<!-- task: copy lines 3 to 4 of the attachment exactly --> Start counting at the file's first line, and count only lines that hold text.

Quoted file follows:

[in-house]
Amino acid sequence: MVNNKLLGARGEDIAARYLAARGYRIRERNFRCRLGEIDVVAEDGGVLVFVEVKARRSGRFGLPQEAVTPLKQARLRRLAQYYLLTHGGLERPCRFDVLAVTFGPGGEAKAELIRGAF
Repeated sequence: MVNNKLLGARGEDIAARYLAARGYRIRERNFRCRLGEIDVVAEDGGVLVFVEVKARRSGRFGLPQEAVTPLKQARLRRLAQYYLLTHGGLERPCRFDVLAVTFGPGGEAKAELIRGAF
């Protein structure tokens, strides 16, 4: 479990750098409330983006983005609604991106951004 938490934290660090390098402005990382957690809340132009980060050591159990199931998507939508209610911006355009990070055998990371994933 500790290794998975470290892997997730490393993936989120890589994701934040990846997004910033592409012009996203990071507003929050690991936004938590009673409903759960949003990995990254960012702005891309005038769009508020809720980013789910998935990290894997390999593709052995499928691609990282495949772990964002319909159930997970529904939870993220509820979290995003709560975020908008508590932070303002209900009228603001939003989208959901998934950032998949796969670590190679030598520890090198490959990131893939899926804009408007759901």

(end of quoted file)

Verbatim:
Repeated sequence: MVNNKLLGARGEDIAARYLAARGYRIRERNFRCRLGEIDVVAEDGGVLVFVEVKARRSGRFGLPQEAVTPLKQARLRRLAQYYLLTHGGLERPCRFDVLAVTFGPGGEAKAELIRGAF
């Protein structure tokens, strides 16, 4: 479990750098409330983006983005609604991106951004 938490934290660090390098402005990382957690809340132009980060050591159990199931998507939508209610911006355009990070055998990371994933 500790290794998975470290892997997730490393993936989120890589994701934040990846997004910033592409012009996203990071507003929050690991936004938590009673409903759960949003990995990254960012702005891309005038769009508020809720980013789910998935990290894997390999593709052995499928691609990282495949772990964002319909159930997970529904939870993220509820979290995003709560975020908008508590932070303002209900009228603001939003989208959901998934950032998949796969670590190679030598520890090198490959990131893939899926804009408007759901």